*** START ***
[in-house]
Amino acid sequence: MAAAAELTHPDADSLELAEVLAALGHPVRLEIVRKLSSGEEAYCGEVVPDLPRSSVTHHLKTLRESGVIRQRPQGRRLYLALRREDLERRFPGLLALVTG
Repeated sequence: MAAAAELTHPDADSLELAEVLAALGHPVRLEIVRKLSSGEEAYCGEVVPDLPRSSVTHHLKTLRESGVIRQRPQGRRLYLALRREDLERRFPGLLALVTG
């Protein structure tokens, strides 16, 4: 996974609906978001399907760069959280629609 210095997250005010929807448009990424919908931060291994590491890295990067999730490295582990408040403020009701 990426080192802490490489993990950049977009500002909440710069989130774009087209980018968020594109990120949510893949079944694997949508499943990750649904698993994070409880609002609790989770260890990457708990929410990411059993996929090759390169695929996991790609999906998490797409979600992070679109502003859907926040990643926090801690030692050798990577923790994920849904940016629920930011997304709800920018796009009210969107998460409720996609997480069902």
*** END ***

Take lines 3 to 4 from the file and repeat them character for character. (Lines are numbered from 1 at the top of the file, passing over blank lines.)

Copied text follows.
Repeated sequence: MAAAAELTHPDADSLELAEVLAALGHPVRLEIVRKLSSGEEAYCGEVVPDLPRSSVTHHLKTLRESGVIRQRPQGRRLYLALRREDLERRFPGLLALVTG
């Protein structure tokens, strides 16, 4: 996974609906978001399907760069959280629609 210095997250005010929807448009990424919908931060291994590491890295990067999730490295582990408040403020009701 990426080192802490490489993990950049977009500002909440710069989130774009087209980018968020594109990120949510893949079944694997949508499943990750649904698993994070409880609002609790989770260890990457708990929410990411059993996929090759390169695929996991790609999906998490797409979600992070679109502003859907926040990643926090801690030692050798990577923790994920849904940016629920930011997304709800920018796009009210969107998460409720996609997480069902």